reflection on academic life

the phrase "close to me" is an interesting use of spatial deixis to encode an emotional deictic notion of intimacy. it lets us conceive of two people as points on a line; spatial nearness implies emotional closeness. we see this metaphor used freely in language: we have close friends, distant relations, come-here-go-away patterns in our relationships, we have sad songs about how someone is right there but so far away.

the metaphor breaks down when more than two people are involved. if two physical points are far apart in space then a third point may be close to one of them, but not both. this is an entailment of euclidean geometry that does not map into the emotional domain, wherein persons 1 and 2 may detest each other (or whatever emotion carries the greatest sense of emotional distance; for some, a relationship characterized by hate is closer than one characterized by apathy because it means there is still engagement) while person 3 is a close friend of both.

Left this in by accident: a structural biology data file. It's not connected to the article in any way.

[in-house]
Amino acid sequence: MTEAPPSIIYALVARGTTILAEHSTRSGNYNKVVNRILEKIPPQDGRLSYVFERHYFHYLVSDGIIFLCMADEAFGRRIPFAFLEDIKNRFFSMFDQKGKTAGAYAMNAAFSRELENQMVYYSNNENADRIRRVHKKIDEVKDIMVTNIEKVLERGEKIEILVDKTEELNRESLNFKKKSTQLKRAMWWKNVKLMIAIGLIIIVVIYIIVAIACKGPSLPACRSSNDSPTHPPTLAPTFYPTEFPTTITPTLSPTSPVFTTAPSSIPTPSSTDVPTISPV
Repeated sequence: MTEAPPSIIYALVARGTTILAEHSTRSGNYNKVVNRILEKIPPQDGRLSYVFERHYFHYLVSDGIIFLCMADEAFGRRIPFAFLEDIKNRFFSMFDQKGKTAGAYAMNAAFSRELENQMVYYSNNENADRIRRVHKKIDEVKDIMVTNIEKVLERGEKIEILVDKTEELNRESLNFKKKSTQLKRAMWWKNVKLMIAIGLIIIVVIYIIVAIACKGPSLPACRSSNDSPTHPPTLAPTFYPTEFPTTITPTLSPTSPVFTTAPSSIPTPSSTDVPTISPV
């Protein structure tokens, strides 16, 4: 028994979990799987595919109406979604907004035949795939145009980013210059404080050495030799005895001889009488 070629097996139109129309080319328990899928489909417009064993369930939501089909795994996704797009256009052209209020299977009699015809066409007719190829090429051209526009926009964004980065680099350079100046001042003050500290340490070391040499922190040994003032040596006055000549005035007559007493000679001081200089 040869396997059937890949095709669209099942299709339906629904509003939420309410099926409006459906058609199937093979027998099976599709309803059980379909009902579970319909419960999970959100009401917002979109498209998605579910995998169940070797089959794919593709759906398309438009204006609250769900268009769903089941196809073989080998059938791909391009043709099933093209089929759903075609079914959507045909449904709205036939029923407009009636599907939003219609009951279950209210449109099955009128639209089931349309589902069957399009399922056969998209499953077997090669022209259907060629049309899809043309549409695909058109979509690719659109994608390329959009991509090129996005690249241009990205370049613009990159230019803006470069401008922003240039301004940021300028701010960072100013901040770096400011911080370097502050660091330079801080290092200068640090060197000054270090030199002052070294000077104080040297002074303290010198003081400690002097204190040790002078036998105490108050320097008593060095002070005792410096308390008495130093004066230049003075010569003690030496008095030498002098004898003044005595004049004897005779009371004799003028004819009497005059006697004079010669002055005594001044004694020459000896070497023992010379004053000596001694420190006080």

the best way to negate a presupposition that rests on a broken metaphorical entailment is to negate the metaphor itself. that is, it's more effective to counter "john is closer to me than he is to you" not with "no, he's closer to me" but instead with "john is close to both of us." thus ends the unnecessary schematic tug-of-war.

this is the kind of stuff that professors love, but sometimes i wonder if these realizations are anything other than pointless wankery.

i think i will go take a walk now.
the sun is setting.